Two important years facing industry

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NFU Cereals vice-chairman Guy Smith speaking at The Cereals event yesterday wondered if the current political confusion was a media construct. He pointed out that both main party leaders were only a few hundred votes in marginal constituencies from forming a majority government. He also pointed out that we are faced with two important years, which will colour the fortunes of the industry for a generation.

He went on to say: “Put yourself in the minds of the MPs. How many of them would want to go back out and immediately campaign in another election. The Tories will be saying even if we have a 50 point lead I’m not sure we should risk another election, I wonder if any Labour MPs, many of whom were only a year away from placing a vote of no confidence in Jeremy Corbyn are possibly thinking he might have reached his zenith. I think in British elections there is an element of disaffection. A lot of people out there voted against the establishment last year in the referendum, and in this election, they saw Corbyn as the anti-establishment figure. Now he has become more mainstream, people might back away from him. So maybe we have got this Parliament for a longer period of time than the media will have us believe.

“With regards to Brexit and have things changed, we in the NFU have always been keen that we keep as much open tariff free trade as possible. We are even less sure how the negotiation will shape up and a lot will depend on the German elections in the autumn. It is very important that as an industry we see this as an opportunity rather than a threat. It is also not a time for fatalism, we must stay optimistic.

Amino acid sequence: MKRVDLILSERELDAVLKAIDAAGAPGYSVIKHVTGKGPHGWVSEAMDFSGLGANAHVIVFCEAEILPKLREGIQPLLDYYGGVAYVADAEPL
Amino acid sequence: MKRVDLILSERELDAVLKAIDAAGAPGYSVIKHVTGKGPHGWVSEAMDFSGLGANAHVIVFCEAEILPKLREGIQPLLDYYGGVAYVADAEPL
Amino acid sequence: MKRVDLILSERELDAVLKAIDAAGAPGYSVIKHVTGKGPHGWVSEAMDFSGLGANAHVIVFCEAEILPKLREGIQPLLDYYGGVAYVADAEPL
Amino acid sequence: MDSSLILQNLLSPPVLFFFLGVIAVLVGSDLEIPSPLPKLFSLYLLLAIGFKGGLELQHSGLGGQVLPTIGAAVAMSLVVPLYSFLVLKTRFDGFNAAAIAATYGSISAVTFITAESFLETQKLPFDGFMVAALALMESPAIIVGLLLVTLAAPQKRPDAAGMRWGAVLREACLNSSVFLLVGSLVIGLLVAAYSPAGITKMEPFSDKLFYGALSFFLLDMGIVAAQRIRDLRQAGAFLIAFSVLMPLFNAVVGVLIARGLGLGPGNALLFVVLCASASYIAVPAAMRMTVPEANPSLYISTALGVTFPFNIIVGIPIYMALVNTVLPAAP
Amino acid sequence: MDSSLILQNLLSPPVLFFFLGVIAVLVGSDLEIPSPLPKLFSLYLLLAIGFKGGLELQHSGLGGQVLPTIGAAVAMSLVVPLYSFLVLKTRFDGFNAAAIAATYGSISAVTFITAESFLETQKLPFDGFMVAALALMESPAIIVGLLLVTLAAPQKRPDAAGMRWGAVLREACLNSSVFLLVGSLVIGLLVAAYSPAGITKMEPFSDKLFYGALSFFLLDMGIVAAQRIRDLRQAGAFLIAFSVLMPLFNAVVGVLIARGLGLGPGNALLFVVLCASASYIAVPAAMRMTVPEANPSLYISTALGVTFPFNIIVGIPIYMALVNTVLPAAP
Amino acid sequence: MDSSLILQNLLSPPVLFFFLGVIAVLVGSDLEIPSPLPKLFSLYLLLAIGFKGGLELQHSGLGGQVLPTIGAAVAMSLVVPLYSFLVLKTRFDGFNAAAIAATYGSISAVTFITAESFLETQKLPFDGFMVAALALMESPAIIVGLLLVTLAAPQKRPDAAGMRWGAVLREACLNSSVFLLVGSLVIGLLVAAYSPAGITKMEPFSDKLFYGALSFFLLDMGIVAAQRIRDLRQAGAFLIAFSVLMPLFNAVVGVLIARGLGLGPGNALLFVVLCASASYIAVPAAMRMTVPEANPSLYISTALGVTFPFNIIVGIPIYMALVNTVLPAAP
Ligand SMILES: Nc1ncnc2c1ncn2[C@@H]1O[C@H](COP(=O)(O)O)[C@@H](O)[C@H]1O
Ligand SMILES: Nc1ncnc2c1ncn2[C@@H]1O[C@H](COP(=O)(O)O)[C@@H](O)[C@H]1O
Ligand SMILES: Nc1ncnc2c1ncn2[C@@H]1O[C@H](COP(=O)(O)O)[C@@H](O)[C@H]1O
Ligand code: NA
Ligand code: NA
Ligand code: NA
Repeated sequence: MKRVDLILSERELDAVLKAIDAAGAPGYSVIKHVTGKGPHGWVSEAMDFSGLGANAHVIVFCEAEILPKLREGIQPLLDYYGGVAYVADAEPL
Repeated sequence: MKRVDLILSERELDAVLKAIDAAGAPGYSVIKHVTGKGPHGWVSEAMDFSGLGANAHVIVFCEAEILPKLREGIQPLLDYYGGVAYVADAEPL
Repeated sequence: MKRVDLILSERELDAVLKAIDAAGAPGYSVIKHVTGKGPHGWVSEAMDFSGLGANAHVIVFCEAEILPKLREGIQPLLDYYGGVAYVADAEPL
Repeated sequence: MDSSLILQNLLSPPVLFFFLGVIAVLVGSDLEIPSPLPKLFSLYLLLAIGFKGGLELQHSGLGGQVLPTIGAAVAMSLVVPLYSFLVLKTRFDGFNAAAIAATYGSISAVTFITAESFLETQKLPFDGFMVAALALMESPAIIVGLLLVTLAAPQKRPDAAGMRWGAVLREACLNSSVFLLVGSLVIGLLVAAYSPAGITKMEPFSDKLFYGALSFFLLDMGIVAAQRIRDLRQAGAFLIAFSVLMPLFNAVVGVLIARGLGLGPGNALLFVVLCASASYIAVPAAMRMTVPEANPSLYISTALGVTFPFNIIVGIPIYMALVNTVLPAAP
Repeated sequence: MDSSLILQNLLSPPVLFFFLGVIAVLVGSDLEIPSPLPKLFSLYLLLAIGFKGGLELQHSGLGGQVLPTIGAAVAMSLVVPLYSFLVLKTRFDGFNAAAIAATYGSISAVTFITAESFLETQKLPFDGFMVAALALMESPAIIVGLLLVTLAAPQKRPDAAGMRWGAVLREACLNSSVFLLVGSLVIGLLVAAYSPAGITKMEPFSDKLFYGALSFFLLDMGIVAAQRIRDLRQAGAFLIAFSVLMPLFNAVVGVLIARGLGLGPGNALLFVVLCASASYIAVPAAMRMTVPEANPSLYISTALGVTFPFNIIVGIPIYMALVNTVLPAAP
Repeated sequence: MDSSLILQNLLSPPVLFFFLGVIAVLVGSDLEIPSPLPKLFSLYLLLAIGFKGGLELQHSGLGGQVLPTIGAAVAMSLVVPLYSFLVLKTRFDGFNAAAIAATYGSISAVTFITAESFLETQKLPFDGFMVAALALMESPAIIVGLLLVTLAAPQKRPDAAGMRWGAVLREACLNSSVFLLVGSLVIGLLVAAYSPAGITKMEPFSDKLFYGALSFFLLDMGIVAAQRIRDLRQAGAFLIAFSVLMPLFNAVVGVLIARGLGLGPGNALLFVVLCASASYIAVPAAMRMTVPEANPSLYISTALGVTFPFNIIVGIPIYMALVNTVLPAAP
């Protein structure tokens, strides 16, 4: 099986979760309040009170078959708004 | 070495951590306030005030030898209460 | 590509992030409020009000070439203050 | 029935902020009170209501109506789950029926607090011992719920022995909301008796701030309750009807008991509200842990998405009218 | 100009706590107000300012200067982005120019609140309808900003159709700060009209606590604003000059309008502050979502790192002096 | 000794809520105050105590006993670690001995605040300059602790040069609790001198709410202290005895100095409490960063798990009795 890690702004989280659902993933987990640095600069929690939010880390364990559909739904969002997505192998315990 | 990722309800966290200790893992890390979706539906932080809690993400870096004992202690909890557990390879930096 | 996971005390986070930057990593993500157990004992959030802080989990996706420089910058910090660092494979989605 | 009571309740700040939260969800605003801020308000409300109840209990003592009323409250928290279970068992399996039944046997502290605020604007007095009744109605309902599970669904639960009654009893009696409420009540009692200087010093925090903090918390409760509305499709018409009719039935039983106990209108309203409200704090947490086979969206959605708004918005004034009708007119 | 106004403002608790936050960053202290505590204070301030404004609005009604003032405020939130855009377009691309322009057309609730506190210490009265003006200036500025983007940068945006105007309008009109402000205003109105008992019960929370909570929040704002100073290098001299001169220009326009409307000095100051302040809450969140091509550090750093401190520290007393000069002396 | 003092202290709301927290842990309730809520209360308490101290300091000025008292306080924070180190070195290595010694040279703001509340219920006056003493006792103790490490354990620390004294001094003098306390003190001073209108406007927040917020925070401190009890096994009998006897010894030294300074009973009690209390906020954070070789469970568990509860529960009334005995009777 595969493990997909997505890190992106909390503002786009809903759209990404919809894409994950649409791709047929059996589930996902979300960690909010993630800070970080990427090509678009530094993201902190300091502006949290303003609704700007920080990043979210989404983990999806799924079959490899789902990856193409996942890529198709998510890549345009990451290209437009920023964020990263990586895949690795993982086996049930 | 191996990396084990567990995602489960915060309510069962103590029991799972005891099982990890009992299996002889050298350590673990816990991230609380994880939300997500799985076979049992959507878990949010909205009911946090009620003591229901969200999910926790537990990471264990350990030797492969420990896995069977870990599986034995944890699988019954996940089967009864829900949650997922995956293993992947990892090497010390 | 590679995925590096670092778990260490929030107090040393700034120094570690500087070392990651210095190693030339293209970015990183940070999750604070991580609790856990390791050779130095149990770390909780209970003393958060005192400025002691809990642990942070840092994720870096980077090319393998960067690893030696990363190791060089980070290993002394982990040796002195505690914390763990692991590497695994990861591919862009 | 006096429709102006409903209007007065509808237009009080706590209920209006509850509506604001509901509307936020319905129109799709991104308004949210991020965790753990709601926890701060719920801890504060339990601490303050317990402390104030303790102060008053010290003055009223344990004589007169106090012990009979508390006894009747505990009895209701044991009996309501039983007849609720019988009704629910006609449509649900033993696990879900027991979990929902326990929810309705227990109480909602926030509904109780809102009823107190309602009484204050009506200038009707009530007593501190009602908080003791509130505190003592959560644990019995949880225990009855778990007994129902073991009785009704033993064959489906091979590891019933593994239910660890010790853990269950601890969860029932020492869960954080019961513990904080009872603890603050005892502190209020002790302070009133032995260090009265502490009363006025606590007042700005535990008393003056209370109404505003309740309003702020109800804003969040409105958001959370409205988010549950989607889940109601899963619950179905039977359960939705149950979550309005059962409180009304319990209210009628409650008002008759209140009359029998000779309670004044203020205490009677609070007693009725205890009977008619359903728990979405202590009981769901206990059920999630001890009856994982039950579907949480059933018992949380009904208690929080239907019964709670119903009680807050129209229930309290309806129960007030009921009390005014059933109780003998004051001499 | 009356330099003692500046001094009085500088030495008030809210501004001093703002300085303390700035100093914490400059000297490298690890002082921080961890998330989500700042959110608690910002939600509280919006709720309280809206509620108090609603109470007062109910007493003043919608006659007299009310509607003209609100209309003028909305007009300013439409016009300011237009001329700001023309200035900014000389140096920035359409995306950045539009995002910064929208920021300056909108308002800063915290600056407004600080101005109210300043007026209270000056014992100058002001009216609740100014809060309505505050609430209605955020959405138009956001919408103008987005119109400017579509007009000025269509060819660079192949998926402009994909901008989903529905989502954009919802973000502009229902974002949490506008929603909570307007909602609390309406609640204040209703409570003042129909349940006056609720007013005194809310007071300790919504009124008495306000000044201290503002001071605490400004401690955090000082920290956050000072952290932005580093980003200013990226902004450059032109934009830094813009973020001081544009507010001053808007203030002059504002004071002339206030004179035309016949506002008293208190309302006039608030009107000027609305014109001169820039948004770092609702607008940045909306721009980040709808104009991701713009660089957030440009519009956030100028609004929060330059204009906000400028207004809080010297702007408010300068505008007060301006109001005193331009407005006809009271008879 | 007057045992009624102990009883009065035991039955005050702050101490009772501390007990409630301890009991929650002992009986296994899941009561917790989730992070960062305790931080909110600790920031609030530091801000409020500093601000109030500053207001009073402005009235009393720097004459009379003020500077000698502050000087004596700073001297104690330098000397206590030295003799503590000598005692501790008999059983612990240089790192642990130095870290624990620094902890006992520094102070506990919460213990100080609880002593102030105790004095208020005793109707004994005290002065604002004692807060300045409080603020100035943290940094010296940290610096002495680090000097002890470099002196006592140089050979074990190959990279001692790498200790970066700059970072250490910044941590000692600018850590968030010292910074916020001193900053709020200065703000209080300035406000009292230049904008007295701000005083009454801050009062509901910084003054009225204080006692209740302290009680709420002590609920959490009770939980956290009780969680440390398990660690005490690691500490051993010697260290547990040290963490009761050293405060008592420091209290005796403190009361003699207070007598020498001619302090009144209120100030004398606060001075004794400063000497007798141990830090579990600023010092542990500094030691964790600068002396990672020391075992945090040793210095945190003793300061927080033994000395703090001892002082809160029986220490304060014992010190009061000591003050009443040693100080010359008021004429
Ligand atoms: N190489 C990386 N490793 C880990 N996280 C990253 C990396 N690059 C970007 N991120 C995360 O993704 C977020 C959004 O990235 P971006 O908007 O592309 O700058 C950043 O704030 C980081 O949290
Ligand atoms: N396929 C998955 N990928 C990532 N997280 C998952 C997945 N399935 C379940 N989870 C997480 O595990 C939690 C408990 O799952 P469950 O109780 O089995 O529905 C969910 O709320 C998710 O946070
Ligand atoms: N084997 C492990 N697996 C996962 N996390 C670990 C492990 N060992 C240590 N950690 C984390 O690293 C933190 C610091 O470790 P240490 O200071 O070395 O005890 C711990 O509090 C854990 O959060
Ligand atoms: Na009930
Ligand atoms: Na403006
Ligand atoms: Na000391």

There is a lot of expectation from farmers that we are going to have a bonfire of red tape. That is simply not going to happen, largely due to a lack of parliamentary time. I think we are going to see a shift of a lot of regulations out of Brussels into Whitehall. We have very little time for Parliament to go through it all in detail. I know our members will want us to use the opportunity to get more bespoke regulations for us, but there simply isn’t the time. With regards to pesticide regulation there are issues about operability, who will become the EFSA in the UK and that body may well determine how regulations are implemented.

We need to remember that for the next year and three quarters we are still in the European Union. This year we have 3 key pesticide battles coming up, on neonicotinoids which they want to extend to all crops, on endocrine disruptors which could effect 26 key products and then of course glyphosate at the end of the year. We must stay focussed and be clear that just because we are coming out of the EU we will not be in a position to do what we want to do. If these key actives are banned when we leave in 2019 it will be extremely difficult to get them back. We must stay focussed on these debates in Brussels and that’s where the NFU are.

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